“I learned that it is very important to save so that we will not be hungry if a disaster comes. We are very thankful that Action Against Hunger gave us funds to restart our business. Now we have no debts to repay and we can start saving immediately.”
In addition to the training sessions and cash assistance, Action Against Hunger coordinated with the Philippine Coconut Authority to provide seed nuts to the farmers for restoring their coconut plantations. Erna and the other beneficiaries take turns weeding and watering the seed nuts in the nursery until they are ready for transplanting.
Erna with her fellow co-op members. (Photo by Arianne Gijsenbergh for Action Against Hunger | Surigao City, December 2022)
The project’s livelihood support measures are implemented in cooperation with the local farmer cooperative, where Erna volunteers as finance officer. Her mother was one of the founders.
“My mother’s passion is also my passion: serving our co-farmers. Even though we are poor, we are able to help other people,” says Erna.
Erna at the co-op. (Photo by Arianne Gijsenbergh for Action Against Hunger | Surigao City, December 2022)
Three months after planting, the rice will be ready for harvest. Erna plans to invest some of their earnings in buying pigs as an additional source of income. The family already owns three pigs which Ruben feeds and washes every morning, while Shekanaiah laughs in delight at the sound of their squeals.
Ruben washing the pigs while Shekainah observes. (Photo by Arianne Gijsenbergh for Action Against Hunger | Surigao City, December 2022)
Erna also wants to open a savings account. “I learned that it is very important to save so that we will not be hungry if a disaster comes. We are very thankful that Action Against Hunger gave us funds to restart our business. Now, we have no debts to repay and can start saving immediately.”
The USAID-funded project supports families like Erna’s to recover from disaster and rebuild fulfilling lives. Erna smiles contentedly, “We are doing well now. Not just well, we are doing good.”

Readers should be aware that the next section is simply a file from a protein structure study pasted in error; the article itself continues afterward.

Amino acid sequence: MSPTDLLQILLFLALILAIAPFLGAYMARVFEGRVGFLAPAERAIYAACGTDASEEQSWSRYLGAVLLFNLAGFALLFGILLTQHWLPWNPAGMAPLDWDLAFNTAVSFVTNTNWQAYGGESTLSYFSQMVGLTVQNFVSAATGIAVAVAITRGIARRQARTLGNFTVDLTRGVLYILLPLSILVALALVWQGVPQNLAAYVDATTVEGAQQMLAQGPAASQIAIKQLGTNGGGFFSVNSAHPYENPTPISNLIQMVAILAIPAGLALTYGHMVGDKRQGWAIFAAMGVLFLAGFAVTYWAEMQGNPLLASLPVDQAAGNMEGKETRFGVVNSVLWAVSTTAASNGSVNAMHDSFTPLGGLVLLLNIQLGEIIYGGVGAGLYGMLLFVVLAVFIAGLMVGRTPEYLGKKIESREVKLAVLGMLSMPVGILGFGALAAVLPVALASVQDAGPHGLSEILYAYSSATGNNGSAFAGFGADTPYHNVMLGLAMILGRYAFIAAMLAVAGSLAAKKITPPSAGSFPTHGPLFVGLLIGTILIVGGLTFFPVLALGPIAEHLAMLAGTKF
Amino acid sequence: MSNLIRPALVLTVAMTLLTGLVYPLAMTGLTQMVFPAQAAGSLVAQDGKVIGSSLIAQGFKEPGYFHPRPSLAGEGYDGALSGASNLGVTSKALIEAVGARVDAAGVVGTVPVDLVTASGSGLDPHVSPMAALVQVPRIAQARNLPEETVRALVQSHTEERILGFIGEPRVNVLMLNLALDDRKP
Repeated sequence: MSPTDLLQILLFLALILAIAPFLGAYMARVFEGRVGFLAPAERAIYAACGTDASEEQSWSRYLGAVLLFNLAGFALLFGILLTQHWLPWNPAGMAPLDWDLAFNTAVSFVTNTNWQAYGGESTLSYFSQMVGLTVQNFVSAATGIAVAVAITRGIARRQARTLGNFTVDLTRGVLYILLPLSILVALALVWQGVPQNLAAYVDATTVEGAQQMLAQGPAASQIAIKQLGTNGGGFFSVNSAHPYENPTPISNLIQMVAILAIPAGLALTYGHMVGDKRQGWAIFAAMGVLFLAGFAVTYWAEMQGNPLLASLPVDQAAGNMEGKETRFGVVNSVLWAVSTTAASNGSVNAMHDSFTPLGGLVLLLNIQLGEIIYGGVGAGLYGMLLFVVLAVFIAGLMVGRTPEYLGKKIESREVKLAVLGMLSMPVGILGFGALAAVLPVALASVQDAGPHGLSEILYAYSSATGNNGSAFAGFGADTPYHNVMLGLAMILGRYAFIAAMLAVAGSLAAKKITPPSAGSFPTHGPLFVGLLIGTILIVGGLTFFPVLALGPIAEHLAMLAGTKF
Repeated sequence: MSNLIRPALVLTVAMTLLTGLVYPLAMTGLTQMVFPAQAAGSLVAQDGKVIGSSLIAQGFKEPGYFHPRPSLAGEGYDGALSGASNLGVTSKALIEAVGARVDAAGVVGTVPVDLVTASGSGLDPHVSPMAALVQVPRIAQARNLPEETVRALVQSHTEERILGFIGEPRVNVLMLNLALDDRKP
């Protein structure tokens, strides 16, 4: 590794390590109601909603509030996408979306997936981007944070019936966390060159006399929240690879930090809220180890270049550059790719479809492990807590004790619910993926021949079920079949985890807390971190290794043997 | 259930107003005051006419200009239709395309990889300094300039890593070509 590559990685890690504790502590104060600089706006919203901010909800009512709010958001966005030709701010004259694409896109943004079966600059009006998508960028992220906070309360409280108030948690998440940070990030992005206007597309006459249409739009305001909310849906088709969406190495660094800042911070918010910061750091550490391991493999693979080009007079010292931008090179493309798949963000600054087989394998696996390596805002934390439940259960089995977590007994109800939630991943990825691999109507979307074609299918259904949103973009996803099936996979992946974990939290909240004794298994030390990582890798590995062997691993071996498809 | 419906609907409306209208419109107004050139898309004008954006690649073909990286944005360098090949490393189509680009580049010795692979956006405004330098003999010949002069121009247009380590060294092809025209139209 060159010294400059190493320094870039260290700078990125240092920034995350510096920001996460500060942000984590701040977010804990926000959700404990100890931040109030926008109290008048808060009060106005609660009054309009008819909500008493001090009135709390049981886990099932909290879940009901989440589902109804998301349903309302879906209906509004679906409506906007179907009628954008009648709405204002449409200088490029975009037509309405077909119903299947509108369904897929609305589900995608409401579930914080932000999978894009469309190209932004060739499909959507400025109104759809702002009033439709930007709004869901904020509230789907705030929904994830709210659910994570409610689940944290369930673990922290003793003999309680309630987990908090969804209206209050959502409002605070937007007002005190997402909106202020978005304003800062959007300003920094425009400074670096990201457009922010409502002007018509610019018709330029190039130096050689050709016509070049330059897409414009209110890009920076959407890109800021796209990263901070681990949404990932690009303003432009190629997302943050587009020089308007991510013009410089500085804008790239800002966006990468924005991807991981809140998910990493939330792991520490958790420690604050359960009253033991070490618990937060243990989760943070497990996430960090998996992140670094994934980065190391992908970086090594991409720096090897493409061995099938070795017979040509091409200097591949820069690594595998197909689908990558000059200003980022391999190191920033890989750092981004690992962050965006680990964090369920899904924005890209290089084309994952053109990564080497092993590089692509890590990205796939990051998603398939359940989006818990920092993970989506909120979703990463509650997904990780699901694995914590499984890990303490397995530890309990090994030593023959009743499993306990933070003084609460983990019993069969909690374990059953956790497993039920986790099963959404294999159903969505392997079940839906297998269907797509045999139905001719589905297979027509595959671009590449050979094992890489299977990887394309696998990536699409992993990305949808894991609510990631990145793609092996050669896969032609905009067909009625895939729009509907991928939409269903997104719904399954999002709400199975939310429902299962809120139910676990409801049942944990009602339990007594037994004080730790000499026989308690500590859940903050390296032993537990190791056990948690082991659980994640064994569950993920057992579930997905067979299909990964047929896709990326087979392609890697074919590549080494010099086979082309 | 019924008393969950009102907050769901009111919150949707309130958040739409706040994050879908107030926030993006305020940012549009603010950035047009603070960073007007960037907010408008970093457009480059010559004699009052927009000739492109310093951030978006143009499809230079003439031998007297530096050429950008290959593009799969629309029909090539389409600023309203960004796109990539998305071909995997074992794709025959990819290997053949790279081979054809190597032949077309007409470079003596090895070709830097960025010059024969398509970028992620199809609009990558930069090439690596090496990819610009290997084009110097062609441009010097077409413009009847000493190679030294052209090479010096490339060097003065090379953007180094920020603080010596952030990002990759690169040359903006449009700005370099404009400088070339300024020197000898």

Photo by Arianne Gijsenbergh for Action Against Hunger | Surigao City, December 2022
https://actionagainsthunger.ph/wp-content/uploads/2023/01/PH_B2AO_2022-1212_Arianne-Gijsenbergh_Livelihood-Restoration_Capalayan-SDN-4.jpg13652048Adminhttps://actionagainsthunger.ph/wp-content/uploads/2020/04/logo_text_orig.pngAdmin2022-12-19 02:35:522023-01-20 07:28:39Restoring the Rice Fields After Typhoon Odette
Within a week after Typhoon Odette made its first landfall in the country, the United States Agency for International Development (USAID) has since been supporting our emergency response operations in Caraga. Now, we are taking a step further by continuing the support to help typhoon-affected families in recovering from the impacts of Odette.
This is part of our continued Typhoon Odette emergency response among the affected areas of Surigao del Norte, Agusan del Norte, Dinagat Islands, and Bohol. Around 500 people from Barangay Day-asan in Surigao City had received cash assistance amounting to 5,000 pesos yesterday, February 16.
Aside from the cash assistance itself, heads of households also received an amount allotted for their transportation fare. This is the first among our series of MPCA activities in the coming weeks.
Photo by Meifen Mamangkas for Action Against Hunger
https://actionagainsthunger.ph/wp-content/uploads/2022/02/PH_B2AO_2022-0216_Leilani-Flores_MPCA-in-Day-Asan-1-scaled.jpg19202560Adminhttps://actionagainsthunger.ph/wp-content/uploads/2020/04/logo_text_orig.pngAdmin2022-02-18 06:12:162022-03-16 02:49:09Supporting Typhoon Odette-affected families to meet food and other basic needs through cash assistance
WHERE WE ARE
MAKATI OFFICE 4F Gloria Bldg., 109 Aguirre St., Legaspi Village, Makati City, Metro Manila, Philippines, 1229 +63 (02) 884 01808 +63 (02) 865 93598 [email protected] COTABATO FIELD OFFICE 3rd Street, Don E Sero, RH 5, Cotabato City, Philippines, 9600 (064) 552-2867
Action Against Hunger Foundation Philippines Inc. is a registered non-stock, non-profit organization in the Philippines with the Securities and Exchange Commission with Company Reg No. CN201917604. For complaints, send email to: [email protected] or SMS: +639985964005